Vodacom Foundation celebrates women making a difference in their communities
JOHANNESBURG - Others call them moms, sisters, aunts and daughters – Vodacom calls them heroes. The leading mobile network operator in the country, today, celebrated the “hidden figures” or women, who make a positive impact in the communities they serve. In a bid to further strengthen its relationship with the various NGOs it supports and funds, the network operator hosted these heroic women at an intimate breakfast in Johannesburg. The breakfast further underlined Vodacom’s commitment towards Education (SDG goal #4) and Gender Empowerment (SDG goal #5) during Women’s Month.
Through Vodacom’s funding and support, these women-led NGOs are able to focus on addressing numerous societal ills. The NGO’s dedicate their time and energy towards ensuring holistic health care for parents and children with facial conditions, safeguarding abused children, ensuring their growth, development and well-being, caring for the blind as well as administering lifesaving cardiac intervention and surgery.
Takalani Netshitenzhe, Chief Officer: Corporate Affairs at Vodacom, said – “As their partner of choice, we salute these remarkable women, who have dedicated so much of their time towards working tirelessly to make a difference in the lives of fellow women and children in need. These women inspire us to do even more to protect our women and children as we work to advance sustainable development in South Africa. This is an act that the country should be focused on, not just during Women’s month, but each and every day. We hope that they will inspire all South Africans to do even more in their communities.”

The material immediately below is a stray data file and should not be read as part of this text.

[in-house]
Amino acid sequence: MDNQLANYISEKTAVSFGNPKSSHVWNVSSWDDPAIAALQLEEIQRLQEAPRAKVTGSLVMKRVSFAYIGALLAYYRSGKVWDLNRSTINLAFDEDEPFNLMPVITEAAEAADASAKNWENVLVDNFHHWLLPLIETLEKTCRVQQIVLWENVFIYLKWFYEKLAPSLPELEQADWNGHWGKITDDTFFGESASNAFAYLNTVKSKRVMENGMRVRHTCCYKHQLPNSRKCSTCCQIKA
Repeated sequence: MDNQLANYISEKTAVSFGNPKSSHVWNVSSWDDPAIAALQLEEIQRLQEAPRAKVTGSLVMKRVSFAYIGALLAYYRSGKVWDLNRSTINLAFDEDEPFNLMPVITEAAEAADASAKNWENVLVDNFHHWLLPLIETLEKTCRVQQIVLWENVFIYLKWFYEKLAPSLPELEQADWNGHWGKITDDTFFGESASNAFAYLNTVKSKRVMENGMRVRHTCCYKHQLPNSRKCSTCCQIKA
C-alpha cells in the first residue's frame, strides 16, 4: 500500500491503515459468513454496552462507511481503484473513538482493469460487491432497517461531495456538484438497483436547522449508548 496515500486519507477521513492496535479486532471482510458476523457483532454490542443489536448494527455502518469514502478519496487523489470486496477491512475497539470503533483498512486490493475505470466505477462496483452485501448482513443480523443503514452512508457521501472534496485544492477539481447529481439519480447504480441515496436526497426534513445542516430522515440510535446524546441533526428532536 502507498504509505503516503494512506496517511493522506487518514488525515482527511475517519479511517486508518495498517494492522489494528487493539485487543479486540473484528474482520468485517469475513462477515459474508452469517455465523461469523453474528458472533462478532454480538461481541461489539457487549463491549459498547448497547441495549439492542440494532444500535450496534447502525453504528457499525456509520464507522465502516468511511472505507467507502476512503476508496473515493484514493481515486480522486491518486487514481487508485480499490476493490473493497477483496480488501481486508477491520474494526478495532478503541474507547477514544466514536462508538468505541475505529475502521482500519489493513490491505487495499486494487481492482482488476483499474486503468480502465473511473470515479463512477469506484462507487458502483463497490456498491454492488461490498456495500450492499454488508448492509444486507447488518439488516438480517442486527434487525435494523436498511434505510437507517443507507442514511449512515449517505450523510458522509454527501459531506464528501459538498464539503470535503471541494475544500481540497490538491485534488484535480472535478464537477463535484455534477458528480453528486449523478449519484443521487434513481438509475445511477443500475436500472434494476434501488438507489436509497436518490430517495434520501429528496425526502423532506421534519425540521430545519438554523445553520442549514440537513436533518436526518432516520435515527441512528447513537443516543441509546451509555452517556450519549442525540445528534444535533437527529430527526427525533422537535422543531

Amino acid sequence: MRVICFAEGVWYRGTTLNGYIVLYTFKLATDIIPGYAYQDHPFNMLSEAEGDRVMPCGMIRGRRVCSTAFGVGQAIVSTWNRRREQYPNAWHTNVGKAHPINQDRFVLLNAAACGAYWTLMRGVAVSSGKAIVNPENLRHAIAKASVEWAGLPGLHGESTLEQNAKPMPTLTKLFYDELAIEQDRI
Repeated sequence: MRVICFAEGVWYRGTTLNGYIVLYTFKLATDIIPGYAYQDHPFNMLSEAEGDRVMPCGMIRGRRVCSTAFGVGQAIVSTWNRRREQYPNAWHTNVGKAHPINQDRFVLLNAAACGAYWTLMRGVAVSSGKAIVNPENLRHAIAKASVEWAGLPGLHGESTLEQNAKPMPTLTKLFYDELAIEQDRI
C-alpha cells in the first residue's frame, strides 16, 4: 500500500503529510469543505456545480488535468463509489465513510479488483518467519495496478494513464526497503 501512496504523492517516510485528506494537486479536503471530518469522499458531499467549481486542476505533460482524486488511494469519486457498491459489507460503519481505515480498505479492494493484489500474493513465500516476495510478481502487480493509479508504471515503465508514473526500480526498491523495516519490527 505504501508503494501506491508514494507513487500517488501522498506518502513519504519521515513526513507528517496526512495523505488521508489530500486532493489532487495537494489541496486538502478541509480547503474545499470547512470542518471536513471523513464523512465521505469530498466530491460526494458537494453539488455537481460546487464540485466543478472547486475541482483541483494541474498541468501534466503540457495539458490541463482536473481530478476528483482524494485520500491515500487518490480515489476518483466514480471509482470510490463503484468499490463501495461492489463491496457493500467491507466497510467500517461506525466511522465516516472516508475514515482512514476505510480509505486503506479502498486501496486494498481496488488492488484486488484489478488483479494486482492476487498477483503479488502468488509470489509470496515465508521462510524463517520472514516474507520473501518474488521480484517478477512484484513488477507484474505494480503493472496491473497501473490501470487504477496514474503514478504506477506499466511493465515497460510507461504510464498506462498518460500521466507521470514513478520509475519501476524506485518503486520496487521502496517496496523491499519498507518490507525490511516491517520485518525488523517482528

Present at the breakfast were representatives from the various entities, including:
- African Children’s Feeding Scheme (Phindile Hlalele), which has been focused on children’s growth, development and wellbeing
- Orlando Children’s Home (Miriam Mazibuko, Executive Director), which was established in 1940 for children in need of care in Soweto
- Walter Sisulu Paediatric Cardiac Foundation (Tumi Sisulu, CEO), which facilitates lifesaving cardiac intervention and surgery
- New BeginningZ Baby Haven (Tahhiya Hassim, Founder) – a place of safety for abandoned, abused and neglected babies and toddlers
- The Smile Foundation (Moira Gerszt) which has a holistic healthcare vision for parents and children with facial conditions
- Women and Men Against Child Abuse (Boogie Dlamini), which is committed to fighting for the rights of the child and to end the abuse of children as well as
- The South African National Council for the Blind (Angelina Khupe), which was established in 1929 and has the objective of coordinating South African organisations for the blind, being the national blind representative body, advocacy and the promotion of the rights of persons with visual impairments.
Vodacom Foundation believes that digital technologies can address some of the country’s most pressing humanitarian challenges. By utilising its technological resources, the mobile network operator believes that it can mobilise social change to improve people’s lives today, for a better tomorrow. For over 19 years, Vodacom has been giving back to the community by connecting for good and contributing to social development by using technology resources to make a difference in the lives of others.
“Vodacom is committed to giving back to communities, through partnerships with government, industry leaders and other technology providers. We drive sustainable initiatives that help alleviate some of the country’s most pressing social challenges. This Women’s Month, Vodacom acknowledges and pays tribute to all the women-led NGOs we work with. We believe that women are a powerful voice for positive change,” says Netshitenzhe.
Vodacom Foundation’s women-led NGOs seek to ensure that women and children are granted equal rights and opportunity, and are able to live free of violence and discrimination. In doing so, the network operator is echoing the United Nation’s Sustainable Development Goal 5, which believes that by taking action against these pressing global injustices, every part of the world can make progress towards sustainable development by 2030.
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